6. Agree on things beforehand. If there is terrain, define what it is, how you move thru it, and what cover saves it gives. This will save a lot of headaches. Sometimes you can disagree on how a piece of terrain is played, but its better to work those out beforehand then when it counts. Flat-top hills and Landing Pads are big ones. I like to think that a hill with a flat top is difficult terrain, providing a 4+ cover save. The hill I like to imagine has trees and places to hide, but for the purposes of making it easy to play, you just removed the trees and made it flat. Other people play that it is difficult to go up or down, but moving on the flat isn't. Sometimes they give a 5+ cover, and sometimes no cover at all. Agree on it before it causes a problem. This also goes for other things such as powers and wargear. Check the FAQs, check the rules, ask a judge, and if all else fails roll a dice each and the winners way goes. If you know a rule is being heavily debated, don't hide it, explain it. This makes the game run a lot sooner.

7. If your not playing the game, be silent on tactics, but helpful on rules. If you finish your game early, look around and see other tables, but do so carefully. I was mad about a player's actions against me for a long time because if he finished early, he would come over and give my opponent tips and tactics to help them against me. In a friendly game I wouldn't have minded, but this was a tournament. If this happens to you, stop the game, ask the person to politely leave the area, if he refuses, then call over a judge. I have done this a lot against teammates of a bunch of areas. They are so used to friendly games where advice and tactics are given between friends they don't think about the new stranger that is across the tables. Most times if I finish early, I take a minute to walk around silently or ask a friend "how's it going?" then I find a spot to sit, go get a drink, or go outside to smoke and wait. Its better most of the time to just not be at your friend's side during gameplay, but rather waiting to hear the results.

8. Custom models need to be clear to play before. I know a lot of us want to be able to show off our cool conversion, but clear them with a judge well before hand. Some units have no model, and you are allowed to make custom conversions, these are great. But if you make a Tervigon the size of a Trygon...people are going to have problems with this. Small conversions are normally okay, but if it get confusing to your opponent or doesn't resemble what the model should look like, don't get mad when you are told to make another proxy, or that your model cannot be used.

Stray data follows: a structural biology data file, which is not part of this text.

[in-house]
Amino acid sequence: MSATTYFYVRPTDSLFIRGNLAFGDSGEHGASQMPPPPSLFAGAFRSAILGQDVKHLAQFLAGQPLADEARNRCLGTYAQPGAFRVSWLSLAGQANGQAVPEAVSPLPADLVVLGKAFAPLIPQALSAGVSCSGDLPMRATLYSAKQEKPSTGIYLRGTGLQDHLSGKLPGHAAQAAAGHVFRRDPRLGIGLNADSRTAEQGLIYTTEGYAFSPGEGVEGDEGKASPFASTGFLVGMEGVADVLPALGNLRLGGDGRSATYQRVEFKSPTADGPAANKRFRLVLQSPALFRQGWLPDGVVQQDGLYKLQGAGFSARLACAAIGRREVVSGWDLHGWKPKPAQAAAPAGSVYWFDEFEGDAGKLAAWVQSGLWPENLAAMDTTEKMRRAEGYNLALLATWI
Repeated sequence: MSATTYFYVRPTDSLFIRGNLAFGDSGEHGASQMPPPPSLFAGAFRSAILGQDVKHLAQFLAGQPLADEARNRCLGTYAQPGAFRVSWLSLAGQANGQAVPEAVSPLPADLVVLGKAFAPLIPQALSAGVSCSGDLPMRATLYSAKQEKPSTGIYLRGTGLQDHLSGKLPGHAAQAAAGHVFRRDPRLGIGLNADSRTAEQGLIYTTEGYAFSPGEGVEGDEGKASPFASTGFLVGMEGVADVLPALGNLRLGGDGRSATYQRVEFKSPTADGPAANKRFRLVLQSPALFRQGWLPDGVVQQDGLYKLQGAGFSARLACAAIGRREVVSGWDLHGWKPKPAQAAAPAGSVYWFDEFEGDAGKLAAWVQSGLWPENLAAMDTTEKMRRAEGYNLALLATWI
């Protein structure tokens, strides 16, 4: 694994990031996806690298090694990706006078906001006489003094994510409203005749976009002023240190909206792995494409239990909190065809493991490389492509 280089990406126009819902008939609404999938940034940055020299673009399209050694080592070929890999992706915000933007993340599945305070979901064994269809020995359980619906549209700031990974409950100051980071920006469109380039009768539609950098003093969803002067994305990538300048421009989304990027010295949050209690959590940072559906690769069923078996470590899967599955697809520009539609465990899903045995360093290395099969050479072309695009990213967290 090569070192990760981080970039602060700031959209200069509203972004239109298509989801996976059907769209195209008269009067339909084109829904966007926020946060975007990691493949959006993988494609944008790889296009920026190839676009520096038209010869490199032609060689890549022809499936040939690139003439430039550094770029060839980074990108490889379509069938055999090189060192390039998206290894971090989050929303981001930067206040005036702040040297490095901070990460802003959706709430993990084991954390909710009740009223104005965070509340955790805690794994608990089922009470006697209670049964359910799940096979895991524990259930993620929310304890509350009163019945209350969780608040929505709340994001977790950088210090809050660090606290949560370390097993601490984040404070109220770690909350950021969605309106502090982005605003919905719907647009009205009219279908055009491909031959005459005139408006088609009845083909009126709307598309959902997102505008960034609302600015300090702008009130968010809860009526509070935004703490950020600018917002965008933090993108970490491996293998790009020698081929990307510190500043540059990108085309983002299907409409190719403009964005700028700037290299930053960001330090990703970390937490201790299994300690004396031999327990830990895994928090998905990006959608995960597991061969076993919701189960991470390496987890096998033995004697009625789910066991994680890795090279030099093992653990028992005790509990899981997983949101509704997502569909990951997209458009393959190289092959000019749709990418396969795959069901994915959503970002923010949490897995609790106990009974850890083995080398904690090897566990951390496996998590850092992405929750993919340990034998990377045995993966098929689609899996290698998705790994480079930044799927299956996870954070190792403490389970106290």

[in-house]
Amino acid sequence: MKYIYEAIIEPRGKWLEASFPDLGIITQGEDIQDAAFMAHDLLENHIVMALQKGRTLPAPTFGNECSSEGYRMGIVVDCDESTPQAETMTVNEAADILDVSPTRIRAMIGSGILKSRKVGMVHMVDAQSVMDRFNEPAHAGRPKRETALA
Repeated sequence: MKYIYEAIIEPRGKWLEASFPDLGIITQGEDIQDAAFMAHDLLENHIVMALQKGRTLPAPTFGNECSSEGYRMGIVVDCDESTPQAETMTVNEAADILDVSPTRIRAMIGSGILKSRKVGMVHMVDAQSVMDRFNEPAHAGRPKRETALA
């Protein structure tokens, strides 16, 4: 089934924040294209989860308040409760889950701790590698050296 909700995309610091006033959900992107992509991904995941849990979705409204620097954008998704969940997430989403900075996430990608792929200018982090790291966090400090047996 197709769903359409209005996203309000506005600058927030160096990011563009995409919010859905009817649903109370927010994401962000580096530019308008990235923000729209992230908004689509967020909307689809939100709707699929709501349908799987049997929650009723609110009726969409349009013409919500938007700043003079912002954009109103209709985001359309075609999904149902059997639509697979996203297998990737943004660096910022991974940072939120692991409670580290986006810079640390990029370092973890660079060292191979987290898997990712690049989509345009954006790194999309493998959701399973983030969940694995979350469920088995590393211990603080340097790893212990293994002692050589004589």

9. Keep your cool. Sometimes the dice gods are not there for you when you really need them. Blame luck, not your opponent. We don't use sportsmanship points a lot in our local tournaments for a reason...people who have a bad game or bad luck will mark their opponents off because of this. I was in a tournament where I scored a perfect 90 points on Victories. Most of my games were well played and fun or funny to both myself and my opponent, but one wasn't. My opponent failed every difficult terrain roll, got first turn stolen, and couldn't roll a +2 save if his life depended on it. So how did he rate our game.....0, which caused me to finish 7th rather then 1st. Sportsmanship scores I do not like because of this. Could he have beaten me, yes, but because he felt that lady luck had cheated him, i was going to pay. He didn't care about me letting him move his rhino all the way onto the table to prevent him from losing both the rhino and unit inside. He did care about me letting him do a lot of iffy moves, or shots. He just didn't have a good game, and it had to be my fault. I talked with him, I talk with a judge about it, but in the end, he just packed up and left the tournament mad about his loss, and me mad that because he wasn't a sportsman, it reflected on my score.

10. Last big piece of advice is about conversions during game time. Turn your phone to silent or vibrate, don't start up a conversion with the guy behind you making your opponent have to clear his throat to get your attention back to him. Talking with your opponent is great, but make sure you do so while keeping the game moving along. Most games I see that go to there time limit are mostly because of phone calls or chit-chat that while can be done, are stopping the game from moving ahead. The others can mostly be prevented by my earlier rules...i.e. be organized, have models ready to go, bring plenty of dice, and agreeing on terrain and power.

Well hope this helps.....